A Swiss company has been refused permission to sell weapons to Venezuela following an arms embargo imposed last year.This content was published on March 26, 2001 - 21:19
The State Secretariat for Economic Affairs (SECO) informed the company, SAN Swiss Arms, that it would not be allowed to proceed with the sale of nine-millimetre pistols to the Venezuelan army.
Instability in Venezuela, coupled with a fear that the arms might fall into the hands of Colombian rebels, were the main reasons behind the decision, a spokesperson for SECO said.
The export request was rejected in June last year after consultations with the Swiss foreign ministry.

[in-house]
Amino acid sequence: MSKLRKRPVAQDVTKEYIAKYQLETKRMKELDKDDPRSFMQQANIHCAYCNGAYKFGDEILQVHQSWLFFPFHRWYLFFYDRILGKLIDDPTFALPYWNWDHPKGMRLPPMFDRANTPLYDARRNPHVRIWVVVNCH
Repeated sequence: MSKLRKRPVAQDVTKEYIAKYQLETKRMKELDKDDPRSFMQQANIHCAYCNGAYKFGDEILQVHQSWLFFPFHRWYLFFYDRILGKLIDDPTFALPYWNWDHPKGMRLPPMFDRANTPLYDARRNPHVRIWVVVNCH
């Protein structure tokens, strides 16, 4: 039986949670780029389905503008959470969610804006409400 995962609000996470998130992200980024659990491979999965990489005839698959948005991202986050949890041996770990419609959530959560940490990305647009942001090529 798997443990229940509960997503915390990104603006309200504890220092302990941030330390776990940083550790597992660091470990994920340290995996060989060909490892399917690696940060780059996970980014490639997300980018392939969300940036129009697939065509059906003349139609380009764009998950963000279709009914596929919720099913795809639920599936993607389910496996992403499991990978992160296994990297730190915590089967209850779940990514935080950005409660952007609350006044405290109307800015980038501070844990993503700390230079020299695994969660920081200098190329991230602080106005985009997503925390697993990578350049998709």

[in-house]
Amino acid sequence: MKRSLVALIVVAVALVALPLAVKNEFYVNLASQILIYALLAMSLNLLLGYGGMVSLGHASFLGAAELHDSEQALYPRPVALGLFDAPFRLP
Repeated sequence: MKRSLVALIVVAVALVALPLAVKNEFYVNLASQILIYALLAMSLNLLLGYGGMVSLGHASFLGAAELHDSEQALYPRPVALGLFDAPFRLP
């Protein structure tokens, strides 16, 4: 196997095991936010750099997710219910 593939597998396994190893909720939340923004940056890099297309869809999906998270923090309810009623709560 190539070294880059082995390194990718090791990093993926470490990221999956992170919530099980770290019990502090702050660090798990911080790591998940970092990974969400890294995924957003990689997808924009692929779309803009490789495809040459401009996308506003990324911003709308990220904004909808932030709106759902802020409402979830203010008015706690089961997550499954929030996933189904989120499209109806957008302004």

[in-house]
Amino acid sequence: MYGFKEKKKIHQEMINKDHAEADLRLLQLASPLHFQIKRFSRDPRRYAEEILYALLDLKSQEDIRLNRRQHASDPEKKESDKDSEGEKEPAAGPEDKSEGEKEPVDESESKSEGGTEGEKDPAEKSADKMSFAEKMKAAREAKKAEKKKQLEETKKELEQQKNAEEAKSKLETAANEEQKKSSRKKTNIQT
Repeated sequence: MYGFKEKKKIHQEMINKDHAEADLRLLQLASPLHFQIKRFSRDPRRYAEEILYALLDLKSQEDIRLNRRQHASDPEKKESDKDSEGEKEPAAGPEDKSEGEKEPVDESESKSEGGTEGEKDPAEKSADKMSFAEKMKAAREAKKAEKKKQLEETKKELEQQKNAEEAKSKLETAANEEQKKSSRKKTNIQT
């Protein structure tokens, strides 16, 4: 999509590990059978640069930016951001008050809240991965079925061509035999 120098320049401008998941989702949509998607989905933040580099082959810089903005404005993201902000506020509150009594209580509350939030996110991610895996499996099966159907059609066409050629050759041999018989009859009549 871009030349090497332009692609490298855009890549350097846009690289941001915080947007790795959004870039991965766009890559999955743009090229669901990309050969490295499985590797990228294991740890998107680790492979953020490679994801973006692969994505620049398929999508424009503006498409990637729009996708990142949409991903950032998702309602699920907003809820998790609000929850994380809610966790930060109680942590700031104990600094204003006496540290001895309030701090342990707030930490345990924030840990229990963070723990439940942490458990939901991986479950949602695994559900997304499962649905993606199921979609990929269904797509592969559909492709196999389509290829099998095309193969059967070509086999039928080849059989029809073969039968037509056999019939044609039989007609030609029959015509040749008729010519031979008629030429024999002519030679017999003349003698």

Roland Mayer, managing director of SAN Swiss Arms, questioned the government's decision to ban the sale of the weapons, which he says were destined for use by military personnel.
"The argument that the situation in Venezuela is unstable is not a convincing one at all," Mayer said. "Things have improved a lot since the election of the president, Hugo Chavez."
Mayer refused to disclose the quantity of arms which had been destined for export, but confirmed the sum of money involved was "very important" to SAN Swiss Arms.
The company has lodged an appeal against the refusal to permit the export of weapons to Venezuela with the economics ministry.
swissinfo with agencies
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